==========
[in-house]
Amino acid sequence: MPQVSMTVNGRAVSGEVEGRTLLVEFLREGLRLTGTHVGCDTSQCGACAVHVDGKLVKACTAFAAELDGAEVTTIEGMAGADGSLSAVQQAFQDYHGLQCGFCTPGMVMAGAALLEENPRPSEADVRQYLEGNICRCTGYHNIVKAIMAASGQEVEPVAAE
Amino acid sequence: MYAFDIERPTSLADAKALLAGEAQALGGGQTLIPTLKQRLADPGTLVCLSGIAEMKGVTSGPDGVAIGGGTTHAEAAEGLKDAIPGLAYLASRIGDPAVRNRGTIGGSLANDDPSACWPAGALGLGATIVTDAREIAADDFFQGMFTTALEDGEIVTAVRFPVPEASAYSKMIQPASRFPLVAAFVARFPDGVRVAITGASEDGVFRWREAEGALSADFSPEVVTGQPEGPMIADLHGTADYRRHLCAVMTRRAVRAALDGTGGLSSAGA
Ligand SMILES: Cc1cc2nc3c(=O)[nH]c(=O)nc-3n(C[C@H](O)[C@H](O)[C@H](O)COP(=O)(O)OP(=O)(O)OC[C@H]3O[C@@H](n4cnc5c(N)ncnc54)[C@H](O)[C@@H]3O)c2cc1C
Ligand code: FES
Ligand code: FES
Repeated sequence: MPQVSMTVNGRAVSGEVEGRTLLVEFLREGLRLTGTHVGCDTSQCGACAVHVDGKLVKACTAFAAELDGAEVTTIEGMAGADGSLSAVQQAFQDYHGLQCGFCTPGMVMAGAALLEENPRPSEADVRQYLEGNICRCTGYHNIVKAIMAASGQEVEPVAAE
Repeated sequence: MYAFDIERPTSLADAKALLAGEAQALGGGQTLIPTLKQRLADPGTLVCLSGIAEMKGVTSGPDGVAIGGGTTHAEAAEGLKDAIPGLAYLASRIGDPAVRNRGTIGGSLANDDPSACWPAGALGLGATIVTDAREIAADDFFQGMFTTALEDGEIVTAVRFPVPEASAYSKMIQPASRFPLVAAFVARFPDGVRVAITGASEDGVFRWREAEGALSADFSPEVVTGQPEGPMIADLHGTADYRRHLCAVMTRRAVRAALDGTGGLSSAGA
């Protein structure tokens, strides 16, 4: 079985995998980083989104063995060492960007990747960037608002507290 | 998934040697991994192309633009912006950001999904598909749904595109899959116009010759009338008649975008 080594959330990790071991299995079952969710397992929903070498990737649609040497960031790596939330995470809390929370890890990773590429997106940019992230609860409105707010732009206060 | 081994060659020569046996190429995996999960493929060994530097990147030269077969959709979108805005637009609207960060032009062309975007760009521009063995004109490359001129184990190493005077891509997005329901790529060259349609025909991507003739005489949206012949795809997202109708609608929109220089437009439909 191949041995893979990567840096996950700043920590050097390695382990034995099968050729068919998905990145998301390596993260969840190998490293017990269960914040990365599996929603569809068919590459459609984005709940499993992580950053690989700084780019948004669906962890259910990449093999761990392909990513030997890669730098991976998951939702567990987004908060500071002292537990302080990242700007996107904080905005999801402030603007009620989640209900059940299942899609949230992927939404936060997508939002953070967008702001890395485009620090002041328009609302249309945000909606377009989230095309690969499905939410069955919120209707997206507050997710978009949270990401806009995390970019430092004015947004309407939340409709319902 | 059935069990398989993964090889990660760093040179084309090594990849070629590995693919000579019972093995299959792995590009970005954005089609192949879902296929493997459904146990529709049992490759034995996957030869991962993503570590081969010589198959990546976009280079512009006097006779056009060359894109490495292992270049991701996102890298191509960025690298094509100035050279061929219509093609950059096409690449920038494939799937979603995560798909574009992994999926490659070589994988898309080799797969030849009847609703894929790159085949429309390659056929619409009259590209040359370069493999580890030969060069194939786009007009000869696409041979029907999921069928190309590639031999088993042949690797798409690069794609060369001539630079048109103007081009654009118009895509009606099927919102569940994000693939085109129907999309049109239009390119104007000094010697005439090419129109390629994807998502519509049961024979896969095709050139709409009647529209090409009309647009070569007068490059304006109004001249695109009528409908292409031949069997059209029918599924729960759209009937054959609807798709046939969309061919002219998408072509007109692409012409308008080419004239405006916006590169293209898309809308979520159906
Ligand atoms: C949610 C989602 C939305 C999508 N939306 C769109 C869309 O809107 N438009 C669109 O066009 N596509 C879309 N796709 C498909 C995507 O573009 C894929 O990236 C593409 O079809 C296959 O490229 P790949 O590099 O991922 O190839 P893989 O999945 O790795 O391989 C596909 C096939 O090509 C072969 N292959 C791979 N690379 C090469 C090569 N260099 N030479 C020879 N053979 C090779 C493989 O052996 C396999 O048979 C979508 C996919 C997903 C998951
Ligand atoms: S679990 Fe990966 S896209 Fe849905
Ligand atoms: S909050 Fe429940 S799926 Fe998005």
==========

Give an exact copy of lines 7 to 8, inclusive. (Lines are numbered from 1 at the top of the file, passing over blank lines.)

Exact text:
Repeated sequence: MPQVSMTVNGRAVSGEVEGRTLLVEFLREGLRLTGTHVGCDTSQCGACAVHVDGKLVKACTAFAAELDGAEVTTIEGMAGADGSLSAVQQAFQDYHGLQCGFCTPGMVMAGAALLEENPRPSEADVRQYLEGNICRCTGYHNIVKAIMAASGQEVEPVAAE
Repeated sequence: MYAFDIERPTSLADAKALLAGEAQALGGGQTLIPTLKQRLADPGTLVCLSGIAEMKGVTSGPDGVAIGGGTTHAEAAEGLKDAIPGLAYLASRIGDPAVRNRGTIGGSLANDDPSACWPAGALGLGATIVTDAREIAADDFFQGMFTTALEDGEIVTAVRFPVPEASAYSKMIQPASRFPLVAAFVARFPDGVRVAITGASEDGVFRWREAEGALSADFSPEVVTGQPEGPMIADLHGTADYRRHLCAVMTRRAVRAALDGTGGLSSAGA